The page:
MY FAVORITE PEOPLE, MY FAVORITE RECIPES: Rich Landau and Kate Jacoby
Don’t these two look like your besties, the couple you want to hang with? Rich Landau and Kate Jacoby are all that, plus the duo who made vegan fine dining a thing with Vedge, their landmark Philadelphia restaurant. Then they took it to the street with V Street, with plant-based street food from around the world (second location opening soon in DC). Now they’ve launched fast casual Wiz Kid, built around their vegan Philly cheese steak.
The two have serious culinary creds — they’re James Beard Award nominees, Kate working pastry and Rich in the kitchen. They’re also parents to their nine-year old son Rio, “so we’re mindful of the need of convenience,” says Kate.
“There’s a reason people go to McDonald’s — it’s quick. It’s not because it’s delicious,” says Rich. “If you had to wait 20 minutes, to eat, you wouldn’t go there.” Both personally and from a market standpoint, they saw the need for high-quality fast food. “Bobby Flay is doing it, José Andrés is doing it. But there was not enough good vegan dining options.” Enter Wiz Kid.
Kate and Rich are vegan. Most of their guests, whether they grab lunch on the go at Wiz Kid or come to Vedge for date night are not. They just come for the food. And that’s just how they want it. “Vegans and vegetarians are going to find you,” says Rich. “Stop trying to reach out to the people who are going to find you anyway. Reach out to the mainstream.”
When they opened their first restaurant Horizons back in 1994, the mainstream still perceived vegetarian as “crazy food made by stoned hippies — macrobiotic this and granola that,” Rich says. Wiz Kid’s vegan Philly cheese steaks, Vedge’s meaty (but meatless ) eggplant braciole and V Street’s potato pakoras go a long way in proving “food is about flavor, not about flesh.”
“People no longer feel they have to choose to be vegan,” adds Kate. “There’s a lot less pressure to be perfect. It’s not like the vegan police are going to come get you. Vegan’s become normalized.”
You can get a vegan Philly cheese steak at Wiz Kid in under five minutes. Transitioning to vegan may take longer. “You gotta do it slowly,” says Rich. “Think of where you can cut out animal products. Trade stuff out of your diet. If you get frozen chicken nuggets, buy fake chicken nuggets.”
You don’t have to be a James Beard chef to prepare a plant-based meal worth eating. Rich’s advice is to treat vegetables the way you used to do meat. For the love of God, don’t boil vegetables. Roast them, sauté them, blacken them, treat them to a finger-licking good sauce. In other words, show your vegetables and yourself some love.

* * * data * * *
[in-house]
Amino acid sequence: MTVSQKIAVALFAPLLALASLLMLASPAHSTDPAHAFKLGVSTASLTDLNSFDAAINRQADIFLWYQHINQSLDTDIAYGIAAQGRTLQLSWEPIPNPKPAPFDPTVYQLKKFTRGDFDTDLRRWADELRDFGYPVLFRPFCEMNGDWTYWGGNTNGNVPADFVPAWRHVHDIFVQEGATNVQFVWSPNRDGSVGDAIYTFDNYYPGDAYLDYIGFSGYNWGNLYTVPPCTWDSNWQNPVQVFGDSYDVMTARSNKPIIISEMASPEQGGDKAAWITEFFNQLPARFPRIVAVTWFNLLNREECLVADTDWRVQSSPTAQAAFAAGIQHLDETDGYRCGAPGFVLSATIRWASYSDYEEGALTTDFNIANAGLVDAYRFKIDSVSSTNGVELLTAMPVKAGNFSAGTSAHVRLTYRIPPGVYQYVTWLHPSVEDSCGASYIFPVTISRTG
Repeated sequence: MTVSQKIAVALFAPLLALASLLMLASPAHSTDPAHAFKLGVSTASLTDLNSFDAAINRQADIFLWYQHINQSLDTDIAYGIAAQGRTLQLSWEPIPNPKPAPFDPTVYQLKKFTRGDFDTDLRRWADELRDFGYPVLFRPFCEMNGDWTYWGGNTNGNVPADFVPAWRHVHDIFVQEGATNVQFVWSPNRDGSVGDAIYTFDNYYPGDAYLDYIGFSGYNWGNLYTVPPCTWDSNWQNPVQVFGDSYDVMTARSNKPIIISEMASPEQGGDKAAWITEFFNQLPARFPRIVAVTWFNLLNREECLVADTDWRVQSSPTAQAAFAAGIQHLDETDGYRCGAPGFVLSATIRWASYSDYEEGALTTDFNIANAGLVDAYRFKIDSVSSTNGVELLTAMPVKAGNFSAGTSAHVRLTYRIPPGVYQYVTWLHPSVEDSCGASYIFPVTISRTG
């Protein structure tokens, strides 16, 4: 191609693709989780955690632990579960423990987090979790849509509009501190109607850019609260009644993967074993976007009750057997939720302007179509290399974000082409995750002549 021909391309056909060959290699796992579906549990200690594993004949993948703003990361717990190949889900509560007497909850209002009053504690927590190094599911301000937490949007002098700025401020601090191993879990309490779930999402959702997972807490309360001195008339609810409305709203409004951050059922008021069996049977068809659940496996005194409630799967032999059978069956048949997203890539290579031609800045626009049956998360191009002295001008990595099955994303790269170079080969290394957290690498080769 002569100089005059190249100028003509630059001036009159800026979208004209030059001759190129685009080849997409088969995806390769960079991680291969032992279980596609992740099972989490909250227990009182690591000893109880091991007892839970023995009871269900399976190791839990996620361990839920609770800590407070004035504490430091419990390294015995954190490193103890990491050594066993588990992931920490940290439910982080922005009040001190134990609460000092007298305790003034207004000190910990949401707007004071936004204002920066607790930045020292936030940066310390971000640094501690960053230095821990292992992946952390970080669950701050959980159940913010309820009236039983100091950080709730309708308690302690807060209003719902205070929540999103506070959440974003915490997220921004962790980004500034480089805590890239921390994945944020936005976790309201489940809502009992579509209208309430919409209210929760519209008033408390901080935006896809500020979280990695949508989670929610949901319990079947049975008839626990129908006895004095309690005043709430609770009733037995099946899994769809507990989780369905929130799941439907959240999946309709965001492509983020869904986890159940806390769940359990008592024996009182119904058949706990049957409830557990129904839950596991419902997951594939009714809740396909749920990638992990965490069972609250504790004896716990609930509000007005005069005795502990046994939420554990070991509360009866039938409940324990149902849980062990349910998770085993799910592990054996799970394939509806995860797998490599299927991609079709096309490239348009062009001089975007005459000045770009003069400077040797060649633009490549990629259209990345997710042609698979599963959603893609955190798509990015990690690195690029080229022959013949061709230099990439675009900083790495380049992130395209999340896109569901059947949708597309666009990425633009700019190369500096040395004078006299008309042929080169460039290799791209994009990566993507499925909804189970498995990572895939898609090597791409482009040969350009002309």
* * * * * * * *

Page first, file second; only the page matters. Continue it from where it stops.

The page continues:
Rich and Kate may be a vegan’s best friend, but they’re each other’s best friends first. Running a restaurant — or three — means “there’s so much to talk about, good and bad. I can’t imagine coming home to someone who’s been in an office all day and trying to relate,” says Rich. “I couldn’t imagine the restaurant business without a partner or best friend.”
Potato Pakora with Tamarind SauceRecipe from V Street Food by Rich Landau and Kate Jacoby, copyright 2016, used with permission from William Morrow Publishing. All great food cultures have their signature fritter: zeppole, falafel, hush puppies; frying is universal. In India, the fritter of choice is the pakora, a mixture of various ingredients bound with a little chickpea flour and fried up for a tasty snack. Nowadays, you’ll see pakora throughout South Asia with countless riffs and variations. By using grated potato and some fresh herbs and spices, this particular version is at once rich and decadent but also fresh and aromatic. And the sweet-and-sour flavor of the tamarind sauce is a great accent, making your taste buds go haywire with a bright burst of tang against the crispy, little goodness.
- 2 cups chickpea flour
- 1 teaspoon cumin
- 1 teaspoon coriander
- 1 tablespoon curry powder
- 1/4 teaspoon turmeric
- 11/2 teaspoons sea salt
- 1/4 cup sunflower oil
- 2 cups peeled grated potato (squeezed to remove excess water)
- 1/4 cup thinly sliced onion
- 1/4 cup chopped scallions white parts only
- 2 tablespoons chopped cilantro
- 1/2 cup tamarind paste see note
- 2 tablespoons olive oil
- 1/4 cup sambal oelek
- 2 tablespoons agave syrup
- 2 tablespoons sugar
- 2 tablespoons lime juice
- Canola oil for frying
- Sift together the chickpea flour, cumin, coriander, curry powder, turmeric, and 1 teaspoon of the salt in a large bowl. Stir in 13/4 cups warm water and the sunflower oil, then add the potato, onion, scallions, and cilantro.
- Whisk together the remaining ingredients except the canola oil in a medium bowl until smooth. Set aside.
- Line a plate with paper towels. Preheat a fryer to 375°F or heat 1/2 inch of canola oil in a large skillet or saucepan. Using clean, lightly floured hands, roll the mixture into 11/2-inch balls. You should get about 18 out of the batch. Carefully fry the pakora, 3 or 4 at a time, for 3 minutes or until golden brown on all sides, turning occasionally. Transfer to the paper towel–lined plate to absorb any excess oil, then serve immediately with the tamarind sauce drizzled on top or on the side for dipping.